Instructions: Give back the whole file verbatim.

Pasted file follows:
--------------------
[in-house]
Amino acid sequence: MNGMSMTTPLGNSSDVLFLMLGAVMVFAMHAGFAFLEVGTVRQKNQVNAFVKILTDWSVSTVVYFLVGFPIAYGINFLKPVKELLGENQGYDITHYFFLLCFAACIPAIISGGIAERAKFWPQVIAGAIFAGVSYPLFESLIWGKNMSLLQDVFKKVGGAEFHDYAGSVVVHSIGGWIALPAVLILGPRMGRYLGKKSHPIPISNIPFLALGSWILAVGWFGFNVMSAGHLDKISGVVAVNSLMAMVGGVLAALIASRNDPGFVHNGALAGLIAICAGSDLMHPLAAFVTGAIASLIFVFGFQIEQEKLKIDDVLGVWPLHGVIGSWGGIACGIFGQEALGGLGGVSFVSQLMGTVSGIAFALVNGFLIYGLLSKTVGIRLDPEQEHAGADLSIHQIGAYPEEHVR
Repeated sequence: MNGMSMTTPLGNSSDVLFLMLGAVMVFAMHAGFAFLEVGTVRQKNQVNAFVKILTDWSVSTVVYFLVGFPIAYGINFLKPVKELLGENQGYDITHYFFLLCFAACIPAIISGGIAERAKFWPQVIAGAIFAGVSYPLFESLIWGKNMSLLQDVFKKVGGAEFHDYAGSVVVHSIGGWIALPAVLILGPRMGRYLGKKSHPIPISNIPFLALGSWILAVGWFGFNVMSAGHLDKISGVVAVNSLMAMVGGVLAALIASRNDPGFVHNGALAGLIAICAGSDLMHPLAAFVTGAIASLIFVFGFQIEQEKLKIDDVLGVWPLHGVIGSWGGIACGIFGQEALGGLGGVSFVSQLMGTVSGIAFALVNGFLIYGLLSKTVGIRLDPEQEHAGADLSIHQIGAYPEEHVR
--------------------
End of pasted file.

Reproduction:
[in-house]
Amino acid sequence: MNGMSMTTPLGNSSDVLFLMLGAVMVFAMHAGFAFLEVGTVRQKNQVNAFVKILTDWSVSTVVYFLVGFPIAYGINFLKPVKELLGENQGYDITHYFFLLCFAACIPAIISGGIAERAKFWPQVIAGAIFAGVSYPLFESLIWGKNMSLLQDVFKKVGGAEFHDYAGSVVVHSIGGWIALPAVLILGPRMGRYLGKKSHPIPISNIPFLALGSWILAVGWFGFNVMSAGHLDKISGVVAVNSLMAMVGGVLAALIASRNDPGFVHNGALAGLIAICAGSDLMHPLAAFVTGAIASLIFVFGFQIEQEKLKIDDVLGVWPLHGVIGSWGGIACGIFGQEALGGLGGVSFVSQLMGTVSGIAFALVNGFLIYGLLSKTVGIRLDPEQEHAGADLSIHQIGAYPEEHVR
Repeated sequence: MNGMSMTTPLGNSSDVLFLMLGAVMVFAMHAGFAFLEVGTVRQKNQVNAFVKILTDWSVSTVVYFLVGFPIAYGINFLKPVKELLGENQGYDITHYFFLLCFAACIPAIISGGIAERAKFWPQVIAGAIFAGVSYPLFESLIWGKNMSLLQDVFKKVGGAEFHDYAGSVVVHSIGGWIALPAVLILGPRMGRYLGKKSHPIPISNIPFLALGSWILAVGWFGFNVMSAGHLDKISGVVAVNSLMAMVGGVLAALIASRNDPGFVHNGALAGLIAICAGSDLMHPLAAFVTGAIASLIFVFGFQIEQEKLKIDDVLGVWPLHGVIGSWGGIACGIFGQEALGGLGGVSFVSQLMGTVSGIAFALVNGFLIYGLLSKTVGIRLDPEQEHAGADLSIHQIGAYPEEHVR